Did Jesus Exist?
March 7, 2008 23 Comments
“Question everything you think you know”. Me, 2008
Looking at the genealogies of Jesus there seems to be lots of discrepancy there. Is there any explanation out there that all Christians can or do agree upon? Why would a God directed and inerrant writing have such a big discrepancy?
Do you think that there was an actual, God produced, historical Jesus? A half man, half God (or was It really God; this is confusing) that walked around the countryside proselytizing and raising the dead, curing leprosy, and other deadly diseases of the time? No one writes about him then. Mainline history is quiet about him until the fourth century AD. Christian followers didn’t write him of him until 30 to 80 years after his death. That is very perplexing. A self-proclaimed and acknowledged Son of God; born of a Virgin no less, who raises the dead, is ignored.
The writings don’t get pulled together as one, until 300 years after his death. Christianity, almost as we know it today, with the knowledge of the ‘One True God’ and Jesus, doesn’t get any real publicity until Constantine the Great, through the Edict of Milan, decides that Rome will be a Christian Empire in the year 313 AD. He commissions Eusubius to produce 50 bibles; it will be the first time both New and Old Testaments are combined. Eusebius was to do the picking of what writings to include in ‘New Testament’
“To the fourth century belong the earliest extant Biblical manuscripts of anything but fragmentary size”. http://www.newadvent.org/cathen/09627a.htm
About Eusebius of Caesarea, Edward Gibbon writes:
“The gravest of the ecclesiastical historians, Eusebius himself, indirectly confesses that he has related what might rebound to the glory, and that he has suppressed all that could tend to the disgrace, of religion.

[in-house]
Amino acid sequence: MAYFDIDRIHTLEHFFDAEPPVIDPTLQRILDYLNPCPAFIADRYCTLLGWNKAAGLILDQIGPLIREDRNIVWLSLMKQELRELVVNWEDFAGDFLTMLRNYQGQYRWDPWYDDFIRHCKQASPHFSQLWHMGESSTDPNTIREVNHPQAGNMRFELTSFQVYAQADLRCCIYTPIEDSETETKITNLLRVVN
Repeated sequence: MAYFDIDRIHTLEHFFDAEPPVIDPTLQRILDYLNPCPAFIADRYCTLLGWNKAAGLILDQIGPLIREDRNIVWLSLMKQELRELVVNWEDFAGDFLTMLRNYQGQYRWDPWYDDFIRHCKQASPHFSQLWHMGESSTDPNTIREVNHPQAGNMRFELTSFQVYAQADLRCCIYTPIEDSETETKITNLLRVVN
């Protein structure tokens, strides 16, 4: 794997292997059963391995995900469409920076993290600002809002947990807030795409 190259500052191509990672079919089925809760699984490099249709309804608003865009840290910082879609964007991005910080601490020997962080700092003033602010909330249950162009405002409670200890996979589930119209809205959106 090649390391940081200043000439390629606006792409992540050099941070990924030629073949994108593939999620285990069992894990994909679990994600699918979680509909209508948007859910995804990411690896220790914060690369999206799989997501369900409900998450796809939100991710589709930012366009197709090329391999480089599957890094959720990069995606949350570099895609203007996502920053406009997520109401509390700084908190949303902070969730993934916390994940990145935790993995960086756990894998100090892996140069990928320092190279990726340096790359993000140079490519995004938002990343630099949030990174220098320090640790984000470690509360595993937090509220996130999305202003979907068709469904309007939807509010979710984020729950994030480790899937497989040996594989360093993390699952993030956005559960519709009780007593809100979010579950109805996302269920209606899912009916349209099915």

Such an acknowledgment will naturally excite a suspicion that a writer who has so openly violated one of the fundamental laws of history has not paid a very strict regard to the observance of the other; and the suspicion will derive additional credit from the character of Eusebius, which was less tinctured with credulity, and more practiced in the arts of courts, than that of almost any of his contemporaries”
Eusebius himself writes:
“How far it may be proper to use falsehood as a medium for the benefit of those who require to be deceived” Eusebius Pamphilus of Caesarea, PE: Praeparatio Evangelica, Preparation for the Gospel,
“[Eusebius] Now you may find in the Hebrew Scriptures also thousands of such passages concerning God as though He were jealous, or sleeping, or angry, or subject to any other human passions, which passages are adopted for the benefit of those who need this mode of instruction.” Eusebius Pamphilus of Caesarea, PE: Praeparatio Evangelica, Preparation for the Gospel
Another critic of Eusebius:
“[Eusebius was] the first thoroughly dishonest historian of antiquity.” Jakob Burckhardt, Swiss historian (1818-1897)
Paul, one of the most prolific writers of the New Testament, though he lived at the time of Jesus, never quoted the teachings of Jesus. He vaguely mentions an occasional ‘command of the Lord.’ Why would he not mention the raising of the dead and curing of the sick? This would have settled so much controversy.
“If in actual fact Caesar Augustus did not really order a census while Quirinius was governor of Syria – if it turns out there really was only one Gadarene demonaic rather than two – then the entire Bible becomes worthless and every tenet of Christian faith falls flat. If one single discrepancy emerges, it’s all over. This makes Christian faith an easy target for skeptics, and drives believers to unimaginable lengths to ‘defend’ the Bible.” Mark Mattison, “Is the Bible inerrant?,” at: Link
CNN book review of “The Jesus Mysteries” 11.21.2000 Link
Go Here for latest posting